These are the stories told by Emerentia Casteels, to her daughter, Suzanne Liptay
1.As a young woman from a large farming family in Belgium, Emerentia worked in Brussels as a housekeeper for the local priest. One day she made a milk pudding and left it to cool on the window sill while she hurried off to mass. During the sermon, the priest glanced out the window, stopped the sermon, and said “Ma-ke (pet name), go to the kitchen because the cat is licking the pudding”. With flushed cheeks, Emerentia quickly left to save the pudding.
2. In 1941 Emerentia married her sweetheart, Albert, who had courted her while a soldier in the Belgian army. After three daughters, in 1946, their first son, Willy sadly lived only two days. During the night Albert found the baby not breathing. He knocked on her sister Jeanne’s window in the multi generational home; she told their father who came and told his daughter the heart-breaking news. Little Willy’s funeral was hurried because the wedding of her two sisters took place that same week. Subsequent Sundays very often included a cemetery visit to Willy’s grave with the angel headstone.
3. The loss of her first son stayed with Emerentia her entire life. Years after moving to Canada on a visit to Belgium when she and Albert went to Willy’s grave site, they discovered it had been officially removed and they were devastated. For their 25th wedding anniversary, when given a family ring, she remarked sadly that it had 11 birthstones, one for each of her living children, but none for little Willy who had died. In the days before her death at age 78 she told her children she was eagerly looking forward to holding little Willy again in the next life.
4. In the early 1950’s, while living on their own farm in Belgium, Allied forces took over the land surrounding the farm. This prompted her husband to want to immigrate with his family, now with seven young children, to Canada. Emerentia was devastated to leave; with close family and friends, she was happy in Belgium. However, she followed her husband’s lead and in 1954 the family departed by boat with a few belongings to seek their future in Canada.
5. The first few years of life in Canada were very challenging as Emerentia and her husband did not know the language, had no social support and faced financial hardships. Emerentia tried hard to live contently; she did not complain and simply accepted hard times. “Don’t think about it, don’t talk about it” was her way of keeping a peaceful house. Her mild voice, gentle manner and warm, generous spirit characterized her relationships with her husband and children whatever the circumstances.
6. In 1958, after four years of living in Canada, Emerentia was very homesick and made a six week trip to Belgium. She and the latest baby embarked on an organized journey via New York City, a ship to Cherbourg, and then on to Belgium. The need to be with her family and in her homeland was stronger than concerns of leaving her eight children on the farm in Kinkora in the care of her husband and fifteen year old eldest daughter.
7. Despite having little, Emerentia was always hospitable. In Belgium, with a large extended family, there were always visitors. In Canada, hospitality extended to other immigrants, and to visitors from Belgium. One example is Frank, a young man in his mid-teens. From a Belgian immigrant farming family, he worked in construction a great distance from his home but only about two hours from Emerntia’s family’s farm. Emerentia ensured that on weekends Frank felt at home with her family, this despite already having 11 children.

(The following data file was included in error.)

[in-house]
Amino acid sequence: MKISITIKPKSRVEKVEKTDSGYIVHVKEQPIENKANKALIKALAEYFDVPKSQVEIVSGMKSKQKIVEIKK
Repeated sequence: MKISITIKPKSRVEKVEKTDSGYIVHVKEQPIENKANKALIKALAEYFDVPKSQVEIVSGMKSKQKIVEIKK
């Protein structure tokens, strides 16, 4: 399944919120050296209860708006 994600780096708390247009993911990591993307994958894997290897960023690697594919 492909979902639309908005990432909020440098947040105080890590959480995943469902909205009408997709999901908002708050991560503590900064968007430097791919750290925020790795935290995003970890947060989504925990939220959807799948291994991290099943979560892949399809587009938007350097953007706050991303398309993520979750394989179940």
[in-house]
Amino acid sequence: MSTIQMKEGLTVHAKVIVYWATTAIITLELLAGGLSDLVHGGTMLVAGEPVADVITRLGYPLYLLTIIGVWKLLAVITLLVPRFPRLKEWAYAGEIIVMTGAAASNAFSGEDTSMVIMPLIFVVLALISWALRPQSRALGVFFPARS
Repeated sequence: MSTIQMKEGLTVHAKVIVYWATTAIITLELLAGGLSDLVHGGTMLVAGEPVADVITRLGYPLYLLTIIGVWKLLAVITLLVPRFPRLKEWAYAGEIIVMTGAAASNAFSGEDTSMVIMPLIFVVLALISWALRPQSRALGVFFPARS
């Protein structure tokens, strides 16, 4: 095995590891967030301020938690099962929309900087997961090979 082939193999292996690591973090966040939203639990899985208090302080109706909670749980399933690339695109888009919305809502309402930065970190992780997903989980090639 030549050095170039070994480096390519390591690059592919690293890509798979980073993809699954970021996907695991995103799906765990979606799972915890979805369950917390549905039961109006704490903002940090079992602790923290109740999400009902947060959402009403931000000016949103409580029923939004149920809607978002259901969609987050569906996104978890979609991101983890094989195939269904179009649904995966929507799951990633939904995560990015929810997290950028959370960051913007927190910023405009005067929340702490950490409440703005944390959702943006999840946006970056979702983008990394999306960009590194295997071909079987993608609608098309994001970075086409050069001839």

8. Emerentia was attuned to beauty. Music touched her heart and she loved to sing, and was in the church choir. Garden flowers and house plants were always special to her. When not working in the fields, the vegetable garden or greenhouse, she tended her flower gardens. She would often express to others “aren’t they beautiful?” When travelling or visiting she would try to build up the courage to ask for a cutting, or if she was feeling bold, would ‘nip’ a clip!
9. When not outside, Emerentia was found in the kitchen wearing her bib apron. She did canning and freezing of the garden produce. She cooked modest meals, routinely without a recipe book, and she was known for her soups and meatballs. All meals were eaten together around the table even when there were workers boarding with the family during the summer work season. Over the years, she expanded her cooking skills and ventured new recipes. The first time she delivered a baby in a Canadian hospital (she had been accustomed to home deliveries with a midwife) she was faced with corn and turnips on her plate; she was shocked, as this was livestock feed in Belgium, but she learned to incorporate these and many other items such Jello for dessert into her cooking repertoire.
10. Emerentia was adventurous and enjoyed socializing. She and Albert often went for ‘drives’ and travelled together. They visited Belgium and surrounding countries numerous times and Tanzania in Africa to visit her sister Jeanne and family. They enjoyed bus trips in Canada, Europe and US as well as visits with their adult children and grandchildren. It was the social aspects of these excursions that she especially reminisced about.
11. Emerentia was a devout Catholic and found peace in her great faith in God. Meals began and ended with prayer; the family rosary was an evening ritual. She ensured all would dress in their Sunday best for mass at the local parish. She encouraged and expressed an eagerness that all her children, even as adults, would ‘practice their faith’. Her kindness, generosity, patience, gentleness, and even her songs, were living expressions of that faith.